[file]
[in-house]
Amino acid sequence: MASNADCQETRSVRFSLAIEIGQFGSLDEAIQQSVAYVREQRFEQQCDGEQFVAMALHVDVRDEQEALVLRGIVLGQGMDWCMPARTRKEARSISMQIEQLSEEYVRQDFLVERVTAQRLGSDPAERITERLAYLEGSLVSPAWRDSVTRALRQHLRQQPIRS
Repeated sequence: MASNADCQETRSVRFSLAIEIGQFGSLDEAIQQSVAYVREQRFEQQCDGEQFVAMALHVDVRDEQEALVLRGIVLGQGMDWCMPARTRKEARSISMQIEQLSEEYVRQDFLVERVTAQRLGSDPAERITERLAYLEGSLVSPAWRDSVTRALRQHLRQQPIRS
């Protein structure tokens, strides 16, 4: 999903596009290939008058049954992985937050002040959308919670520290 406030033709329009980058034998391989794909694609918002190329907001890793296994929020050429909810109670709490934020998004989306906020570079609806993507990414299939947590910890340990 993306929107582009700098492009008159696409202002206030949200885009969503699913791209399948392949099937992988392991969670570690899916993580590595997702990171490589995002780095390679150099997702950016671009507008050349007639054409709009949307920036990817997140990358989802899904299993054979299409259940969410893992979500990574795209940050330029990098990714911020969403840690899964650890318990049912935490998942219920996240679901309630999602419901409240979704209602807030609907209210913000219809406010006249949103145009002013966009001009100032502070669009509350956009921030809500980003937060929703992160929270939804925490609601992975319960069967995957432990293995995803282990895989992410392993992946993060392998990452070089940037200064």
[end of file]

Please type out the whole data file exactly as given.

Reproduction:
[in-house]
Amino acid sequence: MASNADCQETRSVRFSLAIEIGQFGSLDEAIQQSVAYVREQRFEQQCDGEQFVAMALHVDVRDEQEALVLRGIVLGQGMDWCMPARTRKEARSISMQIEQLSEEYVRQDFLVERVTAQRLGSDPAERITERLAYLEGSLVSPAWRDSVTRALRQHLRQQPIRS
Repeated sequence: MASNADCQETRSVRFSLAIEIGQFGSLDEAIQQSVAYVREQRFEQQCDGEQFVAMALHVDVRDEQEALVLRGIVLGQGMDWCMPARTRKEARSISMQIEQLSEEYVRQDFLVERVTAQRLGSDPAERITERLAYLEGSLVSPAWRDSVTRALRQHLRQQPIRS
């Protein structure tokens, strides 16, 4: 999903596009290939008058049954992985937050002040959308919670520290 406030033709329009980058034998391989794909694609918002190329907001890793296994929020050429909810109670709490934020998004989306906020570079609806993507990414299939947590910890340990 993306929107582009700098492009008159696409202002206030949200885009969503699913791209399948392949099937992988392991969670570690899916993580590595997702990171490589995002780095390679150099997702950016671009507008050349007639054409709009949307920036990817997140990358989802899904299993054979299409259940969410893992979500990574795209940050330029990098990714911020969403840690899964650890318990049912935490998942219920996240679901309630999602419901409240979704209602807030609907209210913000219809406010006249949103145009002013966009001009100032502070669009509350956009921030809500980003937060929703992160929270939804925490609601992975319960069967995957432990293995995803282990895989992410392993992946993060392998990452070089940037200064």